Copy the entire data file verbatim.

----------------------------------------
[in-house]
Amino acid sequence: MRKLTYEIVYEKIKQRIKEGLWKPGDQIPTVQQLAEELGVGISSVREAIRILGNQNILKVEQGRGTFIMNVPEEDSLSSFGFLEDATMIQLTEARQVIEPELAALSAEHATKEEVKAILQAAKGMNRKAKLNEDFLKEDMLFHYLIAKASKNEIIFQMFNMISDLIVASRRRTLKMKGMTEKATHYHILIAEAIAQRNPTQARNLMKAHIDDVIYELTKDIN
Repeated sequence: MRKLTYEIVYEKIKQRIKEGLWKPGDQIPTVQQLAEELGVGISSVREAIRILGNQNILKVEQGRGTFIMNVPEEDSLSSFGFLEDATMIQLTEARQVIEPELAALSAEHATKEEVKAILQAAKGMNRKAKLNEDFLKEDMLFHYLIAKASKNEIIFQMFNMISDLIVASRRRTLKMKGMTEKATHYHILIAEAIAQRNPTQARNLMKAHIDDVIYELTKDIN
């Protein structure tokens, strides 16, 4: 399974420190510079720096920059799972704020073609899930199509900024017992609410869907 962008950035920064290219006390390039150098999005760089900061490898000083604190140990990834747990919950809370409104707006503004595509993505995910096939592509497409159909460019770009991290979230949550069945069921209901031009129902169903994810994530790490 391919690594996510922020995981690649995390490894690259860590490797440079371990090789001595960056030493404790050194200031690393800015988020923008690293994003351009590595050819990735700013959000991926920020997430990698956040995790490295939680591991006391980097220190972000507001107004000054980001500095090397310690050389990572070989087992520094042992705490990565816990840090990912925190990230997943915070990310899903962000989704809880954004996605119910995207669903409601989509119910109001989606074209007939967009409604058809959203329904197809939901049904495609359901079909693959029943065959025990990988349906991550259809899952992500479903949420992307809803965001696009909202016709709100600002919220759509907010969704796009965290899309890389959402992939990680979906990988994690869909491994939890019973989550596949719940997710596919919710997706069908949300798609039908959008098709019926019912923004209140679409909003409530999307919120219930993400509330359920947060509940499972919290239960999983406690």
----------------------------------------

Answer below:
[in-house]
Amino acid sequence: MRKLTYEIVYEKIKQRIKEGLWKPGDQIPTVQQLAEELGVGISSVREAIRILGNQNILKVEQGRGTFIMNVPEEDSLSSFGFLEDATMIQLTEARQVIEPELAALSAEHATKEEVKAILQAAKGMNRKAKLNEDFLKEDMLFHYLIAKASKNEIIFQMFNMISDLIVASRRRTLKMKGMTEKATHYHILIAEAIAQRNPTQARNLMKAHIDDVIYELTKDIN
Repeated sequence: MRKLTYEIVYEKIKQRIKEGLWKPGDQIPTVQQLAEELGVGISSVREAIRILGNQNILKVEQGRGTFIMNVPEEDSLSSFGFLEDATMIQLTEARQVIEPELAALSAEHATKEEVKAILQAAKGMNRKAKLNEDFLKEDMLFHYLIAKASKNEIIFQMFNMISDLIVASRRRTLKMKGMTEKATHYHILIAEAIAQRNPTQARNLMKAHIDDVIYELTKDIN
């Protein structure tokens, strides 16, 4: 399974420190510079720096920059799972704020073609899930199509900024017992609410869907 962008950035920064290219006390390039150098999005760089900061490898000083604190140990990834747990919950809370409104707006503004595509993505995910096939592509497409159909460019770009991290979230949550069945069921209901031009129902169903994810994530790490 391919690594996510922020995981690649995390490894690259860590490797440079371990090789001595960056030493404790050194200031690393800015988020923008690293994003351009590595050819990735700013959000991926920020997430990698956040995790490295939680591991006391980097220190972000507001107004000054980001500095090397310690050389990572070989087992520094042992705490990565816990840090990912925190990230997943915070990310899903962000989704809880954004996605119910995207669903409601989509119910109001989606074209007939967009409604058809959203329904197809939901049904495609359901079909693959029943065959025990990988349906991550259809899952992500479903949420992307809803965001696009909202016709709100600002919220759509907010969704796009965290899309890389959402992939990680979906990988994690869909491994939890019973989550596949719940997710596919919710997706069908949300798609039908959008098709019926019912923004209140679409909003409530999307919120219930993400509330359920947060509940499972919290239960999983406690």